By Fredrick P.Niemann, a NJ Corporate Lawyer
A buy-sell agreement is one between shareholders of a corporation that states terms and conditions of the sale of a departing individual’s shares in the corporation. These agreements outline specifics such as a price for the departing member’s interest in the corporation, a purchaser for the shares, and the cash for funding the purchase. By agreeing to these terms beforehand, shareholders avoid many of the controversial issues that often arise when a member departs from a corporation and there is no buy-sell agreement in place. These agreements thus provide for not only a less-burdensome sale of interest for departing shareholders, but also a smoother transition for the remaining shareholders as well.
There are two main types of buy-sell agreements. A “redemption” buy-sell agreement is one in which the corporation, as an entity, purchases the shares of the departing member. A “cross-purchase” buy-sell agreement, on the other hand, is one in which the other shareholders personally acquire the shares of the departing members. The corporation as an entity is not involved in a cross-purchase agreement. Hybrid agreements also exist which combine the elements of the two main types.
There are numerous benefits to a buy-sell agreement for shareholders and corporations. By guaranteeing and naming a purchaser for the departing shareholder’s shares, the individual does not have to scramble to find someone to buy them. These agreements also assure the heirs of a deceased shareholder will be given a fair price for the interest in the corporation. Buy-sell agreements can also establish the value of the corporation for estate tax purposes, therefore the fair market value does not have to be determined and there will be no dispute as to the value of the shares between the buyer and seller. By providing the funding for the purchase price, buy-sell agreements allow those involved in the transaction to avoid other unknown financial methods that may be more complicated and not provide instant liquidity for the seller. By guaranteeing continued ownership of the shares, they also assure the remaining shareholders and anyone else involved with the corporation that business will continue to operate as usual and avoid any interruptions a dispute over the transfer would have caused.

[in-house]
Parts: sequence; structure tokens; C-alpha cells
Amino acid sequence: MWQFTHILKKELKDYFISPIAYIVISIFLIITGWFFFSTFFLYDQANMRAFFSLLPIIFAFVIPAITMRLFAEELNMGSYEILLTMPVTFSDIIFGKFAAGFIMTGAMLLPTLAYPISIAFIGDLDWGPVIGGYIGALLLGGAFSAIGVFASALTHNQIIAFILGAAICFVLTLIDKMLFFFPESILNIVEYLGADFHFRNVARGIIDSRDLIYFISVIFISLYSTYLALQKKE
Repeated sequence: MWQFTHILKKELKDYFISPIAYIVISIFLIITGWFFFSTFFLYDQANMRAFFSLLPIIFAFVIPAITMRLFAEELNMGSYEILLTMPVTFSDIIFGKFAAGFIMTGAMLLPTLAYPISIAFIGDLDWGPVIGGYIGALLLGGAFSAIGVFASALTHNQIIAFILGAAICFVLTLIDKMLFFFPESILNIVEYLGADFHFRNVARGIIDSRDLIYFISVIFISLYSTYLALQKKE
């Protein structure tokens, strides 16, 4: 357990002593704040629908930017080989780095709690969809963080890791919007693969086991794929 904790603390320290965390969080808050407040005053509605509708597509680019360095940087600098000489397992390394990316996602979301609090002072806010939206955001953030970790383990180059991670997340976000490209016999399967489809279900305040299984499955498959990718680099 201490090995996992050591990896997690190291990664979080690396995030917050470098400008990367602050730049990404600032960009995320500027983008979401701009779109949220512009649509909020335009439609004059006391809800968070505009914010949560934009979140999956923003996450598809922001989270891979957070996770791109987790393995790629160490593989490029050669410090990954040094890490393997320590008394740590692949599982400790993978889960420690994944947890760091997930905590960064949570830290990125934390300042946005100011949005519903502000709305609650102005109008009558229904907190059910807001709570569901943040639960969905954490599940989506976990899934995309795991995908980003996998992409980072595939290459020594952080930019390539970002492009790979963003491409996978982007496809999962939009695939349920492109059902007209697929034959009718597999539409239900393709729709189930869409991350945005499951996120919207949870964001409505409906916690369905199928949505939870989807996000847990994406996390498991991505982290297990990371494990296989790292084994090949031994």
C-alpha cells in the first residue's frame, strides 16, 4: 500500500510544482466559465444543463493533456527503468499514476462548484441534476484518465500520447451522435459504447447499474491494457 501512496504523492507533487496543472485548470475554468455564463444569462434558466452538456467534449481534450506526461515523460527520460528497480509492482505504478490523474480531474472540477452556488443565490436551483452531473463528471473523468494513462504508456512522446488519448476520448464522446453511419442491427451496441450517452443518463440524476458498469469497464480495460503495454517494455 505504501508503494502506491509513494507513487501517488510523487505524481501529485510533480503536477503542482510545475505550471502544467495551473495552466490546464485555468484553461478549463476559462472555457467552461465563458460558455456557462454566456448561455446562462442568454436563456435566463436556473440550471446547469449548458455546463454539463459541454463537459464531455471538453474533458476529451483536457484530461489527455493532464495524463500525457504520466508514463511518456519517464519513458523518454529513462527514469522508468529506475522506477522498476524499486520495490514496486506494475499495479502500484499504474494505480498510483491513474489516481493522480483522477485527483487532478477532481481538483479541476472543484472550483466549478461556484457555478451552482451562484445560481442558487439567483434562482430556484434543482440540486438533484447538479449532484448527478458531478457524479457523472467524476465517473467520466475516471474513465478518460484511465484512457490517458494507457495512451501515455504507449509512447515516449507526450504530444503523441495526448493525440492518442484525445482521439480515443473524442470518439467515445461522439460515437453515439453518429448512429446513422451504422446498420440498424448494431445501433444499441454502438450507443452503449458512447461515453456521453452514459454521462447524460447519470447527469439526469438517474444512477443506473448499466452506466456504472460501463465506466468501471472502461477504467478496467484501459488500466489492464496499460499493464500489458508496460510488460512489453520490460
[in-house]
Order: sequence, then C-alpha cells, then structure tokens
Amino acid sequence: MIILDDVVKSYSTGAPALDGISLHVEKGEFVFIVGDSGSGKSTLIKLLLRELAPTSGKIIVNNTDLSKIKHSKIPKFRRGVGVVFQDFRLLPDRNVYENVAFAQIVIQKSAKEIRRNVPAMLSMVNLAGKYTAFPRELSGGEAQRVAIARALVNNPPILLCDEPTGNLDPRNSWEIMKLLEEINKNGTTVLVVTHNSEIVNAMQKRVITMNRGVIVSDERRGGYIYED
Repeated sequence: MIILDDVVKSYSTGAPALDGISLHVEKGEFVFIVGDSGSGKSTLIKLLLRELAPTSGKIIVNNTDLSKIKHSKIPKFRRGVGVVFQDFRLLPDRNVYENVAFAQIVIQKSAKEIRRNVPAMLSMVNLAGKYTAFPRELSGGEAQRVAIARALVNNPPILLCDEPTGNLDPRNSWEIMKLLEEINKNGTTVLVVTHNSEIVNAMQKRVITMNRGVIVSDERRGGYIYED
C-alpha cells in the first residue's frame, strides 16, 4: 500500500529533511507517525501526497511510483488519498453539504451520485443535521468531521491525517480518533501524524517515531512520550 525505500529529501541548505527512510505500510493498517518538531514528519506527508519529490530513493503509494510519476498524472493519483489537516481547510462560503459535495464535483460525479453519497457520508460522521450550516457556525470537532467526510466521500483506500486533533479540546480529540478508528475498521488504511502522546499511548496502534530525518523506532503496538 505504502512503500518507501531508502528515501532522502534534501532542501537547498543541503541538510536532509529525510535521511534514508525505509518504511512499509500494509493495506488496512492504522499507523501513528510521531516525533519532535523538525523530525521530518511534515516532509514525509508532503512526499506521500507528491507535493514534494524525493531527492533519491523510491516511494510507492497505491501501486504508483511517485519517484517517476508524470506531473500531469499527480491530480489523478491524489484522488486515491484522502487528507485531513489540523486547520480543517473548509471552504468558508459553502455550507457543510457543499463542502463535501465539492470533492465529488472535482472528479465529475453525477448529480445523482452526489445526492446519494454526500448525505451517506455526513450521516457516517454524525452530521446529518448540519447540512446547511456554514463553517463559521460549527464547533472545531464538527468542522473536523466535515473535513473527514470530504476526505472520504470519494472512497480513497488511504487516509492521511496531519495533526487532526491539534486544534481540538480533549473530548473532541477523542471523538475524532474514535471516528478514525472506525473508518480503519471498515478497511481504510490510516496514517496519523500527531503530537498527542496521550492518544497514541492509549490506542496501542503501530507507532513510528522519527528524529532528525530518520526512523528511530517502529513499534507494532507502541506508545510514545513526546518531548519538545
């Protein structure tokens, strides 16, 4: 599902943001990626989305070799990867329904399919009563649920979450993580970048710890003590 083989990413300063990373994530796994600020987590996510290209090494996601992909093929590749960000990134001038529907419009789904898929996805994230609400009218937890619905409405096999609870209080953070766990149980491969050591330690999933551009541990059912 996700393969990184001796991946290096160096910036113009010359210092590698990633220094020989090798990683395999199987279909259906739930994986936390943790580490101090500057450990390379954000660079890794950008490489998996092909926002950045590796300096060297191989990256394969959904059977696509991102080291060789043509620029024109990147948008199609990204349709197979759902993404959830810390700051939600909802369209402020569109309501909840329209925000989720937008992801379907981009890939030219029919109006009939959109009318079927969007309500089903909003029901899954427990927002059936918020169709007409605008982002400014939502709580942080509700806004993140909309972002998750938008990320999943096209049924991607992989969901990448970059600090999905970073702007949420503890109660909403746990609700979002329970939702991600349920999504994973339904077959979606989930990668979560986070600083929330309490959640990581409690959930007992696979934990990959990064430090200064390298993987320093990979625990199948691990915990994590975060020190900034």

As mentioned, buy-sell agreements can establish the value of a corporation for tax purposes. However, the government will defer to such a value only if three strict requirements are followed:
I. The buy-sell agreement must be a bonafied business agreement.
II. The terms of the buy-sell agreement must be comparable to other buy-sell agreements that non-parties have entered into.
III. The buy-sell agreement must clearly not be an attempt to transfer shares to family members for less than full value.
A properly drafted buy-sell agreement is key to future planning for your corporation in New Jersey. When written correctly, they can assure the successful transfer of your corporation while minimizing the disputes typically involved in the transfer of shares of a departing member. If you have an questions regarding the benefits of a buy-sell agreement or would like to talk about planning for the future of your corporation, please call Fredrick P. Niemann, Esq. toll-free at 732-863-990 or email him at firstname.lastname@example.org/. He welcomes all of your inquiries and would be happy to assist you with your NJ corporate matter. For additional information, please go to http://www.youtube.com/user/NJBusinessLaw#p/search/0/ZWx2P0MQWwA to learn more.